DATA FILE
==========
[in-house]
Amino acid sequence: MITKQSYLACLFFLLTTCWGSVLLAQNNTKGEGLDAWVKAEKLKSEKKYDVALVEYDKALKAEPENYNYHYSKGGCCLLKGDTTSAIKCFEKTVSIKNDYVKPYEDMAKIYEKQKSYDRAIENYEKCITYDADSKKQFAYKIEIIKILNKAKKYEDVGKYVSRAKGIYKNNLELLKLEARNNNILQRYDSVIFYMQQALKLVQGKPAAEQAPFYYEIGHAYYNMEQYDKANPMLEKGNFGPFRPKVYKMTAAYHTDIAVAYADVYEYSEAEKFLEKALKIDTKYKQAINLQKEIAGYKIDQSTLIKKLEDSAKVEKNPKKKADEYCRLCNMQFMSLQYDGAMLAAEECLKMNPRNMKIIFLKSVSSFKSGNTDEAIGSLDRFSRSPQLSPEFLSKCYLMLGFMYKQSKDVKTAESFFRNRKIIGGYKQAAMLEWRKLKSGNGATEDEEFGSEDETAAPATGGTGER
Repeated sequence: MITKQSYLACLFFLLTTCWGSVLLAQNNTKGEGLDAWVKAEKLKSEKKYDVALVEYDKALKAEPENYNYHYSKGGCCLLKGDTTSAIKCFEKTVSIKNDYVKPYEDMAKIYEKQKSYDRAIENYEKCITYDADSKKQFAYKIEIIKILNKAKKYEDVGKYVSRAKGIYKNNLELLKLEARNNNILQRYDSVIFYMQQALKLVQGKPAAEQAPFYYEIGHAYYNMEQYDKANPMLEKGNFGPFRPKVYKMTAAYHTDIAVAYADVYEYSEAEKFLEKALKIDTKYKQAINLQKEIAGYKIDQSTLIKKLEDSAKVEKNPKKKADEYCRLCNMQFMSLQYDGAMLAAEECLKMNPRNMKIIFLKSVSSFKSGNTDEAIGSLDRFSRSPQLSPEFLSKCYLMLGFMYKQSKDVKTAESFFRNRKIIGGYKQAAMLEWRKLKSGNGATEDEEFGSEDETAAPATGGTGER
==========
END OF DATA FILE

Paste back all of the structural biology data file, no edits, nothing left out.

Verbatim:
[in-house]
Amino acid sequence: MITKQSYLACLFFLLTTCWGSVLLAQNNTKGEGLDAWVKAEKLKSEKKYDVALVEYDKALKAEPENYNYHYSKGGCCLLKGDTTSAIKCFEKTVSIKNDYVKPYEDMAKIYEKQKSYDRAIENYEKCITYDADSKKQFAYKIEIIKILNKAKKYEDVGKYVSRAKGIYKNNLELLKLEARNNNILQRYDSVIFYMQQALKLVQGKPAAEQAPFYYEIGHAYYNMEQYDKANPMLEKGNFGPFRPKVYKMTAAYHTDIAVAYADVYEYSEAEKFLEKALKIDTKYKQAINLQKEIAGYKIDQSTLIKKLEDSAKVEKNPKKKADEYCRLCNMQFMSLQYDGAMLAAEECLKMNPRNMKIIFLKSVSSFKSGNTDEAIGSLDRFSRSPQLSPEFLSKCYLMLGFMYKQSKDVKTAESFFRNRKIIGGYKQAAMLEWRKLKSGNGATEDEEFGSEDETAAPATGGTGER
Repeated sequence: MITKQSYLACLFFLLTTCWGSVLLAQNNTKGEGLDAWVKAEKLKSEKKYDVALVEYDKALKAEPENYNYHYSKGGCCLLKGDTTSAIKCFEKTVSIKNDYVKPYEDMAKIYEKQKSYDRAIENYEKCITYDADSKKQFAYKIEIIKILNKAKKYEDVGKYVSRAKGIYKNNLELLKLEARNNNILQRYDSVIFYMQQALKLVQGKPAAEQAPFYYEIGHAYYNMEQYDKANPMLEKGNFGPFRPKVYKMTAAYHTDIAVAYADVYEYSEAEKFLEKALKIDTKYKQAINLQKEIAGYKIDQSTLIKKLEDSAKVEKNPKKKADEYCRLCNMQFMSLQYDGAMLAAEECLKMNPRNMKIIFLKSVSSFKSGNTDEAIGSLDRFSRSPQLSPEFLSKCYLMLGFMYKQSKDVKTAESFFRNRKIIGGYKQAAMLEWRKLKSGNGATEDEEFGSEDETAAPATGGTGER